Everyone is familiar with the problem of online scheduling, even if they are not aware of it; from the way we prioritize our everyday decisions to the way a delivery service must decide on the route to follow in order to cover the ongoing requests. In computer science this is a problem of even greater importance. My thesis considers two main families of online scheduling problems in computer science, and aims to provide an extended framework for their analysis, presenting at the same time some common characteristics that connect these problems.
The first and main family of online scheduling problems considered, is task scheduling in fault-prone computing systems. As the number of clients and the possibilities offered by the rapid development of computing systems grow with time, the increase of demands of computationally intensive tasks is inevitable. Uniprocessors are no longer capable of coping with the escalation of these demands, which among others, has led to the development of multicore-based parallel machines, Internet-based computing platforms and co-operational distributed systems. Nonetheless, the challenges of these systems, even of the simplest ones, are numerous. They have to deal with continuous dynamic requests from the clients (i.e., tasks), which probably require different amount of computational resources (i.e., sizes). Processing elements (i.e., machines) may suffer from unpredictable failures, either malicious or due to overload. Furthermore, depending on the size of these systems and the exact processing units their power consumption may be of significant amount; even equal to the electricity needed for a small town. Hence limiting their power consumption is another challenge. The thesis conducts worst-case competitive analysis and covers a significant level of the three dimensions of the problem, trying to give guarantees for the performance of the algorithms used. It studies the effects of the number of machines, the number of different task sizes and the speed of the machines – which affects the power consumption of the system – on the efficiency of online scheduling algorithms. As performance measures, it uses the completed load, the pending load and the latency competitiveness of the algorithms.
The second family of problems considered, is packet scheduling over an unreliable wireless communication link. These problems have a strong connection to the task scheduling problem, especially when considering one machine and no speedup, hence some of the results can be shared. A setting with a single pair of nodes is considered, connected through an unreliable wireless channel. The sending station transmits packets to a receiving station over the channel, which can be jammed and hence corrupt the packet being transmitted. The aim of the algorithms in this case is to find the schedule that maximizes the asymptotic throughout; the long-term competitive ratio of total length of successfully transmitted packets. Then, a slightly different problem is considered, assuming infinite amount of data to be transmitted over the unreliable communication link. This time, an adversarial entity with constrained power is assumed for the channel jams. The constrained power is modeled by an Adversarial Queueing Theory (AQT) approach, defined with two main parameters; ρ, the error availability rate, and σ, the maximum batch of errors available to the adversary at any time. In this problem, the scheduling algorithms must decide on the length of the packets to be transmitted, with the objective of maximizing the goodput rate; the rate of successfully transmitted load. It is seen, that even for the simplest settings, the analysis and results are not trivial.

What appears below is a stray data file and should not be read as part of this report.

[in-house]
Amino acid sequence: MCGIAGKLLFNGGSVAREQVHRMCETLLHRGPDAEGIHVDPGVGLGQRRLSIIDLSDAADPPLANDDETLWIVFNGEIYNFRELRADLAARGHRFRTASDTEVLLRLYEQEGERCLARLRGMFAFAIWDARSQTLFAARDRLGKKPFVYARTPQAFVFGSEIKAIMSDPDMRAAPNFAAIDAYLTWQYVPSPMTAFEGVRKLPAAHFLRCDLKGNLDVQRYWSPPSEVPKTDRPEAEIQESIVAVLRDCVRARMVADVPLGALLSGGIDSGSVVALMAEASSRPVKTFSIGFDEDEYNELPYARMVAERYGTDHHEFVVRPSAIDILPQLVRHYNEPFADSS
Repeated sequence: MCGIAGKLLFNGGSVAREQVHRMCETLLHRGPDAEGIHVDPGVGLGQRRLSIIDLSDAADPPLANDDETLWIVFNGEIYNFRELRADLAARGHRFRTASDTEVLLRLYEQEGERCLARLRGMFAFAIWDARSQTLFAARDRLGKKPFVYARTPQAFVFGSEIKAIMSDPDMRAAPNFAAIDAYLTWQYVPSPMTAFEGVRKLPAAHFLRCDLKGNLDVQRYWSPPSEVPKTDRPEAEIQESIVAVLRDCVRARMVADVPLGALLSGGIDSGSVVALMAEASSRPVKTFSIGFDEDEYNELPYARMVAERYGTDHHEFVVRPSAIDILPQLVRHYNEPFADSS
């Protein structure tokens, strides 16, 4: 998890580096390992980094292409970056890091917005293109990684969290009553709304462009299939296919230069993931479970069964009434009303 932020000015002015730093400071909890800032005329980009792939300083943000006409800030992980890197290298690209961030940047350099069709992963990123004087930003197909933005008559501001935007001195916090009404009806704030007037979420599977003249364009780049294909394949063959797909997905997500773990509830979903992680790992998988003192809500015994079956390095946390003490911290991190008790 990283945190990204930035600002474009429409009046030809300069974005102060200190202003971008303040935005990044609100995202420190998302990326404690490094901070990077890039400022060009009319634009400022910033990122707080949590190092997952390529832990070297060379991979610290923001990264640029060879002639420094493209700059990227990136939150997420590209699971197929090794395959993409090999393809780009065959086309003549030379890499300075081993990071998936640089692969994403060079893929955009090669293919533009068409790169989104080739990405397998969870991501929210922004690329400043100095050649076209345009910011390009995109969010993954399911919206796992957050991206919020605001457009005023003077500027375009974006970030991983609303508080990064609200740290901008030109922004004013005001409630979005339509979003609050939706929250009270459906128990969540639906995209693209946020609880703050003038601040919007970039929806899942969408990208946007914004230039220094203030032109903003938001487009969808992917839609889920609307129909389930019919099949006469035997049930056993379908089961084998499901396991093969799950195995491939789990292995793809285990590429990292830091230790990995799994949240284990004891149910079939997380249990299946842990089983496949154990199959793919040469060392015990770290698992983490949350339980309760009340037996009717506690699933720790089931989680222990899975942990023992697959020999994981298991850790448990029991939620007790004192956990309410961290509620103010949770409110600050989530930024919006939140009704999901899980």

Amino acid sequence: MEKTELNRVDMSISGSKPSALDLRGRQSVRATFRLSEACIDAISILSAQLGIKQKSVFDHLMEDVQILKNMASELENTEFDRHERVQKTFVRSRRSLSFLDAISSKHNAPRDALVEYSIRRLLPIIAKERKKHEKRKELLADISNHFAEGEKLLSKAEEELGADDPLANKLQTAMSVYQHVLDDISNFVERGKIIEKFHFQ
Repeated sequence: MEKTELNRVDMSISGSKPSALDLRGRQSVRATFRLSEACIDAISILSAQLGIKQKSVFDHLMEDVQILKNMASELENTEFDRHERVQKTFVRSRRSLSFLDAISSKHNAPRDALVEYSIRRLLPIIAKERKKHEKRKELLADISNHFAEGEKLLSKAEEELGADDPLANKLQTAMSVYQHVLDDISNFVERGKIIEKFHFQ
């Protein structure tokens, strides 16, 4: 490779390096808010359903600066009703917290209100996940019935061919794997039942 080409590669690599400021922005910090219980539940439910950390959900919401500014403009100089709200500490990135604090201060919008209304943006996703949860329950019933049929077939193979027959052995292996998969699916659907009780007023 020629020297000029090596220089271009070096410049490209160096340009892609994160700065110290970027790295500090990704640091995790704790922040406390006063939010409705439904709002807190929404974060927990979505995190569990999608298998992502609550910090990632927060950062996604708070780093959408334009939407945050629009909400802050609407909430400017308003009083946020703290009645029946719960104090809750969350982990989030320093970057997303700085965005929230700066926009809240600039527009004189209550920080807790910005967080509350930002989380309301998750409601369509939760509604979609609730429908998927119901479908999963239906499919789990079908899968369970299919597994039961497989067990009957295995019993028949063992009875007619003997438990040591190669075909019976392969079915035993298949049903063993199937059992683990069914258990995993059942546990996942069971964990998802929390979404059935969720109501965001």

Key words: Online algorithms, Fault-tolerance, Energy efficiency, Task scheduling, Packet scheduling, Competitive analysis
About Elli Zavou
Elli Zavou received her B.Sc. in Computer Science from the University of Cyprus, in 2011, having a Scholarship from the Cyprus State Scholarship Foundation. She then joined IMDEA Networks Institute in Spain, and received her M.Sc. in Telematics Engineering from the Universidad Carlos III de Madrid, in 2012. Since then, she has been working towards her Ph.D. in Telematics Engineering under the supervision of Prof. Antonio Fernández Anta. She is also being supported by an FPU Grant from MECD since April 2013, until the end of her studies. Her research focuses mainly on energy efficient dynamic/online scheduling in fault-prone systems, both of non-uniform tasks in unreliable machines and of packets in unreliable communication networks.
Personal site at IMDEA Networks
University: University Carlos III of Madrid
Doctoral Program: Telematics Engineering